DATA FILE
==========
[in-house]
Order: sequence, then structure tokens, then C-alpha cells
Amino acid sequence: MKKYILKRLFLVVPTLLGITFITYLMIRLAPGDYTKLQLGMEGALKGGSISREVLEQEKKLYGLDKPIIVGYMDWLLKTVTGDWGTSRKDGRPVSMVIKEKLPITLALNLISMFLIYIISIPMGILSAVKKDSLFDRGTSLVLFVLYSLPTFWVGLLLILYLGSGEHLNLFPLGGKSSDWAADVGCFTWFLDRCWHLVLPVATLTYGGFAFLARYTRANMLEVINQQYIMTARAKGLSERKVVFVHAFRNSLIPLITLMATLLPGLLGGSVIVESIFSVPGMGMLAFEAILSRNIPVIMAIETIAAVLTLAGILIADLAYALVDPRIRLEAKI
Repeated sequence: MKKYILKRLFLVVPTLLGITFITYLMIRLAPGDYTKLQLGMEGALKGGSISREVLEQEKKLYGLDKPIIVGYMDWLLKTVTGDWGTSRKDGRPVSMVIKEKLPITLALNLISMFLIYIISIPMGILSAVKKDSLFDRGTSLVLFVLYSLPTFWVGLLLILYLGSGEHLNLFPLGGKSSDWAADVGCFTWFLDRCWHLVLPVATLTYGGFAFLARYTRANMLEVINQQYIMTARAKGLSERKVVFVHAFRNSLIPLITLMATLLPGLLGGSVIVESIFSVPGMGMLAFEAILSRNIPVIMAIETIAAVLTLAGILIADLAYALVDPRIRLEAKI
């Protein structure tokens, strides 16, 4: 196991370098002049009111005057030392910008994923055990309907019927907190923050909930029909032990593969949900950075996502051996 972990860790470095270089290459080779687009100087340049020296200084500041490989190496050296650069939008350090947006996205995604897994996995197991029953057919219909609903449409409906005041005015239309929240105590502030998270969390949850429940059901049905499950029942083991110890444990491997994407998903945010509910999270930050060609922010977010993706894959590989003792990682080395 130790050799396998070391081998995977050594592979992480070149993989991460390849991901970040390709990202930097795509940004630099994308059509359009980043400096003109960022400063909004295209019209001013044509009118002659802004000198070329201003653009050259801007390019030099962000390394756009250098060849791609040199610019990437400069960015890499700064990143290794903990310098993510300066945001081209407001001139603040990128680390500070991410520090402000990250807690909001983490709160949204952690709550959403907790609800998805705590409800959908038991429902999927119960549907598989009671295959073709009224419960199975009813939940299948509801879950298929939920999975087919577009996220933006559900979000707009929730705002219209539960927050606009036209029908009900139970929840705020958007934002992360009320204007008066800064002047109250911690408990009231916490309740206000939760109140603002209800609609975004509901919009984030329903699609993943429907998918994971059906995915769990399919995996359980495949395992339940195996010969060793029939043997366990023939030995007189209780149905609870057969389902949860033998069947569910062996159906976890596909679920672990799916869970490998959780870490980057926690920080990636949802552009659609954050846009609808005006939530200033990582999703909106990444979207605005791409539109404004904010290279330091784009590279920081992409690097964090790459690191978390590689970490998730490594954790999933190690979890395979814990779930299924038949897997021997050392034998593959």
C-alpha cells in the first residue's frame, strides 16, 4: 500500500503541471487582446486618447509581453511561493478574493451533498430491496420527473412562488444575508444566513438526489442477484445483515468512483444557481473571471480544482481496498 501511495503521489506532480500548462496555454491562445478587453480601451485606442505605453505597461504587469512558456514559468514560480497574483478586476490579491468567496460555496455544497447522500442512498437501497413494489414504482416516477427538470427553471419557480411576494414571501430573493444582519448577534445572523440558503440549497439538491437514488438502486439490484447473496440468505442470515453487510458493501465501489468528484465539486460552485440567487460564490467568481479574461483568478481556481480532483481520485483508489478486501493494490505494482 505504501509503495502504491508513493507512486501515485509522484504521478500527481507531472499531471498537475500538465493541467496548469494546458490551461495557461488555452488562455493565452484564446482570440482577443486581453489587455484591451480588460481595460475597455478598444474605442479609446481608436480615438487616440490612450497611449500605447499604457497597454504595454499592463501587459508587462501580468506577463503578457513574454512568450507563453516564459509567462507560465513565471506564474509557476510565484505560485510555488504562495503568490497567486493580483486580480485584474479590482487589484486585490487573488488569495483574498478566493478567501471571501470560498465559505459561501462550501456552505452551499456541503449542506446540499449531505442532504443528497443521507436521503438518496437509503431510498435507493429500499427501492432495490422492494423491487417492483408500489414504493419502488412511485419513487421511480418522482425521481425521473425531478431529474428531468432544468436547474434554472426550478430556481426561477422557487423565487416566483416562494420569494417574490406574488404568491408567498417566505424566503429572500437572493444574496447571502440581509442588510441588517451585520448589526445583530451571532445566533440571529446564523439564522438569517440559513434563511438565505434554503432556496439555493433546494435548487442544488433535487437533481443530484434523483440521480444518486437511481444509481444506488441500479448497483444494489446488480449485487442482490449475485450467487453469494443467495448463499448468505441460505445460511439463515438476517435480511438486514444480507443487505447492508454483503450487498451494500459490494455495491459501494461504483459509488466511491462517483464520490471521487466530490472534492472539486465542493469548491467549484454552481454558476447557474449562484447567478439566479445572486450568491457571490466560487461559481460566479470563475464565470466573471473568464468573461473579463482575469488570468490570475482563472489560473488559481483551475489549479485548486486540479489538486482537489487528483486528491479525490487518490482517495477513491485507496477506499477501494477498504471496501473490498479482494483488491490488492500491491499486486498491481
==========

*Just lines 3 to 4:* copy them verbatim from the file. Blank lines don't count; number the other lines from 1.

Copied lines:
Amino acid sequence: MKKYILKRLFLVVPTLLGITFITYLMIRLAPGDYTKLQLGMEGALKGGSISREVLEQEKKLYGLDKPIIVGYMDWLLKTVTGDWGTSRKDGRPVSMVIKEKLPITLALNLISMFLIYIISIPMGILSAVKKDSLFDRGTSLVLFVLYSLPTFWVGLLLILYLGSGEHLNLFPLGGKSSDWAADVGCFTWFLDRCWHLVLPVATLTYGGFAFLARYTRANMLEVINQQYIMTARAKGLSERKVVFVHAFRNSLIPLITLMATLLPGLLGGSVIVESIFSVPGMGMLAFEAILSRNIPVIMAIETIAAVLTLAGILIADLAYALVDPRIRLEAKI
Repeated sequence: MKKYILKRLFLVVPTLLGITFITYLMIRLAPGDYTKLQLGMEGALKGGSISREVLEQEKKLYGLDKPIIVGYMDWLLKTVTGDWGTSRKDGRPVSMVIKEKLPITLALNLISMFLIYIISIPMGILSAVKKDSLFDRGTSLVLFVLYSLPTFWVGLLLILYLGSGEHLNLFPLGGKSSDWAADVGCFTWFLDRCWHLVLPVATLTYGGFAFLARYTRANMLEVINQQYIMTARAKGLSERKVVFVHAFRNSLIPLITLMATLLPGLLGGSVIVESIFSVPGMGMLAFEAILSRNIPVIMAIETIAAVLTLAGILIADLAYALVDPRIRLEAKI